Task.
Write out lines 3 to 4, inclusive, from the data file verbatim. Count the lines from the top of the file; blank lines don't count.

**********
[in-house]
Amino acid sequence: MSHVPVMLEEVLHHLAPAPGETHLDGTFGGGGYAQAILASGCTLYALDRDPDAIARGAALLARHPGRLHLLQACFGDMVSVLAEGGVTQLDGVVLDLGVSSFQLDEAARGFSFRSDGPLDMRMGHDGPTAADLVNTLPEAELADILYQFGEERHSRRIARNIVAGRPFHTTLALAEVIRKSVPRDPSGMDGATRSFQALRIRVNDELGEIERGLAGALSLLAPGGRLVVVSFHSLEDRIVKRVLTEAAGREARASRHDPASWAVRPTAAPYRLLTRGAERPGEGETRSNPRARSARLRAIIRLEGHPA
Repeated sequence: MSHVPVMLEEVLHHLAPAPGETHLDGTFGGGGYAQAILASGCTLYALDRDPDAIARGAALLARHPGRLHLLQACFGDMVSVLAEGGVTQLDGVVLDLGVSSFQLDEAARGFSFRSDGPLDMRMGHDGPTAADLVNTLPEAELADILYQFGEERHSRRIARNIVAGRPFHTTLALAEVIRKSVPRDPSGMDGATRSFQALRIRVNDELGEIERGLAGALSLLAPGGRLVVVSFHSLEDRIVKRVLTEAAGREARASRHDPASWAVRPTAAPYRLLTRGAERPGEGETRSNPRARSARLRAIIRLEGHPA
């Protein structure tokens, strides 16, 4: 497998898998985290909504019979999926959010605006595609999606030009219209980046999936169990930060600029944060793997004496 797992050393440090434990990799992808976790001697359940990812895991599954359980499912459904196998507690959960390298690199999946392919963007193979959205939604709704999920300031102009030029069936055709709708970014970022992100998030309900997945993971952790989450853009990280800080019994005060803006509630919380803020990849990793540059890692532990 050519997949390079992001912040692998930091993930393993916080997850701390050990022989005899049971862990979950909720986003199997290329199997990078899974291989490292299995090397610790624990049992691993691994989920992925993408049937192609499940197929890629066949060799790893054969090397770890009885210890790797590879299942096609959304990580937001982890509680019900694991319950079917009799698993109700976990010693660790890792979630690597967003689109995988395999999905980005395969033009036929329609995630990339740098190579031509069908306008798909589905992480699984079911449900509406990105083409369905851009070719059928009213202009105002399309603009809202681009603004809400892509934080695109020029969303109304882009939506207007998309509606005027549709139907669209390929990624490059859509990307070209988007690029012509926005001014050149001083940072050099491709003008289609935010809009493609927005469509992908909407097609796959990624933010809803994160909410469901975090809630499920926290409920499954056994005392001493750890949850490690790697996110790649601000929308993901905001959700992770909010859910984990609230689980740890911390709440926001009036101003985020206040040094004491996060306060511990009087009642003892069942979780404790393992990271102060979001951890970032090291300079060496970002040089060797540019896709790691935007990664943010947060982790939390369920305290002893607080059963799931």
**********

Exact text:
Repeated sequence: MSHVPVMLEEVLHHLAPAPGETHLDGTFGGGGYAQAILASGCTLYALDRDPDAIARGAALLARHPGRLHLLQACFGDMVSVLAEGGVTQLDGVVLDLGVSSFQLDEAARGFSFRSDGPLDMRMGHDGPTAADLVNTLPEAELADILYQFGEERHSRRIARNIVAGRPFHTTLALAEVIRKSVPRDPSGMDGATRSFQALRIRVNDELGEIERGLAGALSLLAPGGRLVVVSFHSLEDRIVKRVLTEAAGREARASRHDPASWAVRPTAAPYRLLTRGAERPGEGETRSNPRARSARLRAIIRLEGHPA
């Protein structure tokens, strides 16, 4: 497998898998985290909504019979999926959010605006595609999606030009219209980046999936169990930060600029944060793997004496 797992050393440090434990990799992808976790001697359940990812895991599954359980499912459904196998507690959960390298690199999946392919963007193979959205939604709704999920300031102009030029069936055709709708970014970022992100998030309900997945993971952790989450853009990280800080019994005060803006509630919380803020990849990793540059890692532990 050519997949390079992001912040692998930091993930393993916080997850701390050990022989005899049971862990979950909720986003199997290329199997990078899974291989490292299995090397610790624990049992691993691994989920992925993408049937192609499940197929890629066949060799790893054969090397770890009885210890790797590879299942096609959304990580937001982890509680019900694991319950079917009799698993109700976990010693660790890792979630690597967003689109995988395999999905980005395969033009036929329609995630990339740098190579031509069908306008798909589905992480699984079911449900509406990105083409369905851009070719059928009213202009105002399309603009809202681009603004809400892509934080695109020029969303109304882009939506207007998309509606005027549709139907669209390929990624490059859509990307070209988007690029012509926005001014050149001083940072050099491709003008289609935010809009493609927005469509992908909407097609796959990624933010809803994160909410469901975090809630499920926290409920499954056994005392001493750890949850490690790697996110790649601000929308993901905001959700992770909010859910984990609230689980740890911390709440926001009036101003985020206040040094004491996060306060511990009087009642003892069942979780404790393992990271102060979001951890970032090291300079060496970002040089060797540019896709790691935007990664943010947060982790939390369920305290002893607080059963799931």